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A sheep-run or a nation? : the evidence from Kelsall & Kemp (Tasmania) and Patons & Baldwins, Launceston

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Williams, Laura (1998) A sheep-run or a nation? : the evidence from Kelsall & Kemp (Tasmania) and Patons & Baldwins, Launceston. Research Master thesis, University of Tasmania.

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Abstract

'Shall Australia be a sheep-run or a nation?', asked nationalists after the First
World War. While this sentiment was not new, the war created an atmosphere in
which the equation of nationhood with greater industrial self-sufficiency complemented
the federal government's economic aims. Woollen manufacture proved ideally suited as
a centre-piece in the campaign to promote local manufacture. Failure to develop the
country's best known national export - wool - threatened to incline Australia more
towards being a metaphoric sheep-run than an independent nation. Such apprehensions
assisted in woollen manufacture becoming one of the sentimental icons in the push to
industrialise. This work focuses primarily upon the establishment of two British
woollen manufacturers, Kelsall & Kemp and Patons & Baldwins, whose foundation
derived from the relationship between economic policy and Australian nationality.
Concentration is upon the period between World War I and the Depression. During
this period Australia's woollen industry made a successful transition from holding a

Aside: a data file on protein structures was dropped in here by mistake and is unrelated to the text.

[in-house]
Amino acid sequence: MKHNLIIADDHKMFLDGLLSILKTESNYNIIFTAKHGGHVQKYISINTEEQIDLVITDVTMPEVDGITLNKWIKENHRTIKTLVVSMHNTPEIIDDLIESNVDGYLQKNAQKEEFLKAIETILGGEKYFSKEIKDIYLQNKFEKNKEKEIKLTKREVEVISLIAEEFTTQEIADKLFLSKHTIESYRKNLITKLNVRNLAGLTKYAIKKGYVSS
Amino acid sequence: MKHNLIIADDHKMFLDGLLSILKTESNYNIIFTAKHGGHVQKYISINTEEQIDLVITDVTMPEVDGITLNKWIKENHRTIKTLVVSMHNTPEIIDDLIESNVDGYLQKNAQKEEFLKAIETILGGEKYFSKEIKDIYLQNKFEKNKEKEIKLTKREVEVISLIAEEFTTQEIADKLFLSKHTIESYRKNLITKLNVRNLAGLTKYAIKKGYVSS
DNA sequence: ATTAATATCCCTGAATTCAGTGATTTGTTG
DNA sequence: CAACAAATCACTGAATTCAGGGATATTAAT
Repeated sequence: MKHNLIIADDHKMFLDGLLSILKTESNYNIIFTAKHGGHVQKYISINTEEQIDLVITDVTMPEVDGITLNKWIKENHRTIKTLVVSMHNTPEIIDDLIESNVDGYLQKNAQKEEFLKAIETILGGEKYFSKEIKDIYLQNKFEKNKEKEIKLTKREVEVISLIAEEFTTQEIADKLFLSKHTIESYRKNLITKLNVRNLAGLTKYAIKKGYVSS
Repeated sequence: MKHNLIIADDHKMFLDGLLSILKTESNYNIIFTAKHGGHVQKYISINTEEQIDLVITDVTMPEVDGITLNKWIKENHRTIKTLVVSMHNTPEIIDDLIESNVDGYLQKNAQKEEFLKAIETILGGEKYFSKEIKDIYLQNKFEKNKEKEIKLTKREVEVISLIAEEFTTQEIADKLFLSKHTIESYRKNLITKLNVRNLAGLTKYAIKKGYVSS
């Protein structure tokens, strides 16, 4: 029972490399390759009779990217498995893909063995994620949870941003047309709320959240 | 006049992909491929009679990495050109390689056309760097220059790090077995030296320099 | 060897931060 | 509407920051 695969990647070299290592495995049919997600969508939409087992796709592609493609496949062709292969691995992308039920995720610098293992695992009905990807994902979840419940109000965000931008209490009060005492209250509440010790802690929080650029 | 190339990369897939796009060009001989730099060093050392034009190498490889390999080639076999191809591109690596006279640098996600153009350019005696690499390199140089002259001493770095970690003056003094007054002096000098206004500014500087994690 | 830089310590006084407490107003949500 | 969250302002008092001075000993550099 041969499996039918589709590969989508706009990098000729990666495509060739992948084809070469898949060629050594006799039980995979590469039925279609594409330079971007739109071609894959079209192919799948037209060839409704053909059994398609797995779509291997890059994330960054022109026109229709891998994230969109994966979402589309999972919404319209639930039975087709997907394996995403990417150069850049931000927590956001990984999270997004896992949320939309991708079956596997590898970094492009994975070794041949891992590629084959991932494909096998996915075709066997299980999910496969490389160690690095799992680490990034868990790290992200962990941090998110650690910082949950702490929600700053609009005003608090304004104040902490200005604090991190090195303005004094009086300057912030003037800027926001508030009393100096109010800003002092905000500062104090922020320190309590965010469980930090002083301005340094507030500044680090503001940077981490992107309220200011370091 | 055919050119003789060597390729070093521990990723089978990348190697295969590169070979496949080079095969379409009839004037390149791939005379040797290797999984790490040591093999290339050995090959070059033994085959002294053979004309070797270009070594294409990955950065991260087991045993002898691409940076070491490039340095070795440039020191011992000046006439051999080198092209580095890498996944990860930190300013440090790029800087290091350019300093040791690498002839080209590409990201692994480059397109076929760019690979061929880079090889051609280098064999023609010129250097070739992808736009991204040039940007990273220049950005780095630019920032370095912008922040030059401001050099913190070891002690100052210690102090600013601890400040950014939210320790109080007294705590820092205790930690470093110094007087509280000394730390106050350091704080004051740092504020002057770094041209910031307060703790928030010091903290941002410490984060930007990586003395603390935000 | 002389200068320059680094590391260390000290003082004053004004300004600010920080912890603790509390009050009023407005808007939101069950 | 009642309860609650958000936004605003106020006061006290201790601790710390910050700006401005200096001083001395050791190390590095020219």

minor domestic market share to being pre-eminent within the Australian market. The
thesis does not attempt to provide a comprehensive study of the two companies even
during the period emphasised. It rather examines how these companies' experiences
relate to the broader concerns and practicalities of industrial development. It also
explores how closely reality mirrored industrialisation's promises, as well as and the
associated benefits and costs. Symbolic of the contradictions characterising the 1920s
were attempts to achieve greater industrial self-sufficiency through the attraction of
companies controlled outside Australia. The influences of external control at Kelsall &
Kemp and Patons & Baldwins were evident during these companies' establishment
phase. The repercussions of direct foreign investment, however, become increasingly
apparent in the late twentieth century. To demonstrate the progression of ideas, values
and policies within Australia, the thesis' final chapter surveys the period since 1930.
For decades the hopes of the 1920s seemed on the way to fulfilment, but more recently
that prospect has diminished.

Item Type: Thesis (Research Master)
Keywords: Kelsall & Kemp (Firm), Patons & Baldwins (Firm), Textile industry
Copyright Holders: The Author
Copyright Information:

Copyright 1998 the Author - The University is continuing to endeavour to trace the copyright owner(s) and in the meantime this item has been reproduced here in good faith. We would be pleased to hear from the copyright owner(s).

Additional Information:

Thesis (M.A.)--University of Tasmania, 1998. Includes bibliographical references

Date Deposited: 04 Feb 2015 23:25
Last Modified: 11 Mar 2016 05:55
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